More than 1m unemployed Saudi citizens were looking for work in the third quarter of 2019. Of the job hunters, 84% were women; that period there were 857,312 female citizens looking for work, compared to 1.1m in positions. Among female job seekers 730,389 had a high school qualification or above, and 540,100 held a bachelor degree or higher. Of the 168,016 male Saudi jobseekers, 144,261 had completed high school or higher education, and 70,000 held at least a bachelor degree. “Many companies are thinking to establish their factories in Saudi Arabia nowadays. The Chinese workforce is becoming more costly, and there are many Saudis living in secondary cities who are willing to work,” Ahmed Al Sultan, CEO of garment manufacturer Al Aseel, told OBG. “However, more incentives need to be put in place.”
In this context, the real challenge is to create a significant number of positions that match the salaries and expectations of well-educated citizens, while maintaining economically viable businesses. The idea of Industry 4.0, in which manufacturing is transformed by technologies such as robotics, machine learning and artificial intelligence, was the basis of a study of Saudi industry under the NIDLP. The study suggested that the country’s existing plants and factories could become more efficient and profitable if significant investments are made in developments such as 3D printing, automation and advanced analytics. Another conclusion of the report is that an industrial sector transformed by 4.0 technology could complement its investment in such tools with a reshaped workforce. This would entail replacing a large number of low-skilled expatriate factory hands with machines, and employing a smaller number of Saudis in data scientist, big data analyst or automation engineer positions.
While local business leaders can see the societal benefits of this shift, there are mixed views on how it would work in practice. Ali Mousa Al Jabrah, CEO of Astra Mining, has some ideas that he believes could help provide meaningful employment for ambitious young citizens. One is to create a cross between a fabrication laboratory and an industrial incubator on his firm’s premises, with the idea that would-be entrepreneurs receive training and ongoing mentoring as they rent a small space in his factory, possibly with their own equipment or machinery, to launch their small business. “We want to work with the government to help young Saudi entrepreneurs, allowing them to start businesses and become employers themselves without the need to make a large capital commitment at the outset,” Al Jabrah told OBG.
Another idea to solve a problem facing the mining industry is to replace fleets of smaller 3.5-tonne heavy goods lorries driven by expatriate drivers with fewer longer, heavier vehicles capable of hauling 44-60 tonnes driven by Saudis. Research on the introduction of such larger vehicles conducted by the EU found they would be safer than conventional heavy goods vehicles because replacing standard lorries with mega-trucks would reduce the overall number of kilometres travelled and thus lower the risk of accidents. The vehicles would also cause less wear and tear to roads, as multiple axles on larger vehicles allows the cargo weight to be spread more efficiently. The EU study conceded that some investment would be required to increase load-bearing on bridges. “This idea helps create jobs for Saudis because if a company operates many smaller trucks it cannot afford to employ local drivers at higher salaries; but if one mega-truck is carrying the same load as five smaller vehicles then it makes sense,” Al Jabrah added.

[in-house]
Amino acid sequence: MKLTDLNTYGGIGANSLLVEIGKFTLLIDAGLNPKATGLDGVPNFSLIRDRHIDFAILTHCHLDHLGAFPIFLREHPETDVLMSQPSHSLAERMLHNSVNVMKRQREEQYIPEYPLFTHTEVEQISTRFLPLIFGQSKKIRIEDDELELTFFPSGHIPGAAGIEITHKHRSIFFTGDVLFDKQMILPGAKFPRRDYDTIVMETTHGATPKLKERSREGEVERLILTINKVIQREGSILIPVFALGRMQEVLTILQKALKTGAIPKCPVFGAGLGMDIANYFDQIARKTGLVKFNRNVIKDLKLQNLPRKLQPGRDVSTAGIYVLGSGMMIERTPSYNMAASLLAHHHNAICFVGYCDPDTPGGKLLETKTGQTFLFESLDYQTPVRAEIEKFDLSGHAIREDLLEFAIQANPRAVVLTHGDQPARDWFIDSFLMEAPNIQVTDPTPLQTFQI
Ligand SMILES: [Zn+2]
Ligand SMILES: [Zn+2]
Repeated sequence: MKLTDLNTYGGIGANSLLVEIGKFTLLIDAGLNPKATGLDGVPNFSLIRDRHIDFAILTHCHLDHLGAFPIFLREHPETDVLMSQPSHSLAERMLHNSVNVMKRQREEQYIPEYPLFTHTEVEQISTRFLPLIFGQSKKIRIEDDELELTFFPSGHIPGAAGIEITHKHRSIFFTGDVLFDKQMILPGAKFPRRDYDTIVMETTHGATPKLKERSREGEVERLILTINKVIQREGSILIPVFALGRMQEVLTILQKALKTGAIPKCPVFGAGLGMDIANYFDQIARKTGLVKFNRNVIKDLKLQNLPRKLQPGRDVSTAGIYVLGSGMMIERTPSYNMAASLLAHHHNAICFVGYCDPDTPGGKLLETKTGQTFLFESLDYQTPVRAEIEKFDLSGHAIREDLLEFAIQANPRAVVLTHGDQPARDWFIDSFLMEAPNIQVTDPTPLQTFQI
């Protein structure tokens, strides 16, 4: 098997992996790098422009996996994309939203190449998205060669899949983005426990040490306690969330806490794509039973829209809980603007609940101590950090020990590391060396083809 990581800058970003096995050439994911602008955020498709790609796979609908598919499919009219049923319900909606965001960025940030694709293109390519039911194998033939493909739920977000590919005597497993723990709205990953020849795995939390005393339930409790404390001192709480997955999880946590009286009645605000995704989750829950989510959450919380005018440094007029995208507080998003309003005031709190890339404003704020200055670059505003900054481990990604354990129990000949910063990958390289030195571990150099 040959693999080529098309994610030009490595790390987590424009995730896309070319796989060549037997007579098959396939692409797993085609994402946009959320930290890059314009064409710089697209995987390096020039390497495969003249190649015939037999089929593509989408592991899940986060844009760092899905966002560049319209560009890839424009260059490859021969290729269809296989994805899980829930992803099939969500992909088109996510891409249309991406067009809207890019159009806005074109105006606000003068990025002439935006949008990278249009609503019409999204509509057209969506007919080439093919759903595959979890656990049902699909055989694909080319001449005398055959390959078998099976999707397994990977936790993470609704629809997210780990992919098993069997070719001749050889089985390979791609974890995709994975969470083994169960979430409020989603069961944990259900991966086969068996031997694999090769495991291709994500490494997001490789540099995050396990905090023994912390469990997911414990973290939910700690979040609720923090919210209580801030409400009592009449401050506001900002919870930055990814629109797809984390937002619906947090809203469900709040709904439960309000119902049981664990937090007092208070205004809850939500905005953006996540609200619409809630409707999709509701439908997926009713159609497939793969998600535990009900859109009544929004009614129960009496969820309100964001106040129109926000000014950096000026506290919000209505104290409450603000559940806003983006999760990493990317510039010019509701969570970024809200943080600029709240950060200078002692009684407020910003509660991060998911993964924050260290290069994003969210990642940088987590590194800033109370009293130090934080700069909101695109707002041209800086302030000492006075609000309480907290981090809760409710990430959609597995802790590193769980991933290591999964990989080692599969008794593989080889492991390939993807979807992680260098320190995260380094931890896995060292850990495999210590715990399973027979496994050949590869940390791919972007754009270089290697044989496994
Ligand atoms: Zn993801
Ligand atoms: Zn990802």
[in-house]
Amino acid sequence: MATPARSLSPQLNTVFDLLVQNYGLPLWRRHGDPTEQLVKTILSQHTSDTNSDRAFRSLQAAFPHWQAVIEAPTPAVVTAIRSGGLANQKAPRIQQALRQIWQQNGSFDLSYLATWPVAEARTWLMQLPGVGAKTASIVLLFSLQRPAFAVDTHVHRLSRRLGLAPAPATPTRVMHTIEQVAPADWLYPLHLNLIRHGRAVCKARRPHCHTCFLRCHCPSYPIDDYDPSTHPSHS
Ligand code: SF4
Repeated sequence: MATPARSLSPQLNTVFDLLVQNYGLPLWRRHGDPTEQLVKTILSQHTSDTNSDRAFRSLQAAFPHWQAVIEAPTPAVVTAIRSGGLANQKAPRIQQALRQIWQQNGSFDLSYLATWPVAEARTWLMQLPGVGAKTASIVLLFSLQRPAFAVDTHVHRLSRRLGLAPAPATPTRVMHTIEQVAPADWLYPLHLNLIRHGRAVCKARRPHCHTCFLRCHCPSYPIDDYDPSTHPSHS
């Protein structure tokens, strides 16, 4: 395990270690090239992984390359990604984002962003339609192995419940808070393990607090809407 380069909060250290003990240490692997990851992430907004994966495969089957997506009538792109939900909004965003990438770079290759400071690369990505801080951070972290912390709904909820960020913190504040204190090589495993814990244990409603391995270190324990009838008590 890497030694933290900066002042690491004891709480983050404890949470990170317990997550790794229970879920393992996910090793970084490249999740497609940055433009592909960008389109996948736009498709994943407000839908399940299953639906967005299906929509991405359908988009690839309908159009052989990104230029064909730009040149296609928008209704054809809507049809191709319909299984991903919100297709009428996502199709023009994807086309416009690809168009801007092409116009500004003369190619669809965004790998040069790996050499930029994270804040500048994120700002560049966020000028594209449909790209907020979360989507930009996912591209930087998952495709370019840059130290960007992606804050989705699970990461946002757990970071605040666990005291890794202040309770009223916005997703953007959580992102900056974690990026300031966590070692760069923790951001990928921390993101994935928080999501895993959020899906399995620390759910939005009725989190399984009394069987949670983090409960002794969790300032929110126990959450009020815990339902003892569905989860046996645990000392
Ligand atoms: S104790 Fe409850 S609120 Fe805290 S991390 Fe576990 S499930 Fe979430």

According to Mutlaq Al Morished, CEO of petrochemicals manufacturer Tasnee, Industry 4.0 is already reflected in many segment operations. “The chemicals industry is already highly automated and technical, and we have high levels of Saudi employment, with many professional engineers in the industry thanks to the King Abdullah Scholarship Programme,” Al Morished told OBG. “However, if we want our entire economy to diversify in the way Japan, Singapore or South Korea did, we need an education system based on science and not memorisation.”
In 2020 some key parts of Saudi Arabia’s diversification drive with direct implications for industry will fall into place. The Public Investment Fund (PIF), the country’s sovereign wealth fund, will play a much more significant role in capital spending in the Kingdom after it receives the $25.6bn raised in Saudi Aramco’s November 2019 initial public offering, as well as the staggered payments from the fund’s sale of its 70% stake in SABIC to Aramco, valued at SR259bn ($69bn). The understanding is that this will facilitate PIF investments in a range of diversification initiatives and mega-projects, such as the new smart city of NEOM being built in the country’s north-west. This should benefit mining, logistics and advanced manufacturing that are targeted for growth under the NIDLP, but also bring some relief to more traditional segments like construction.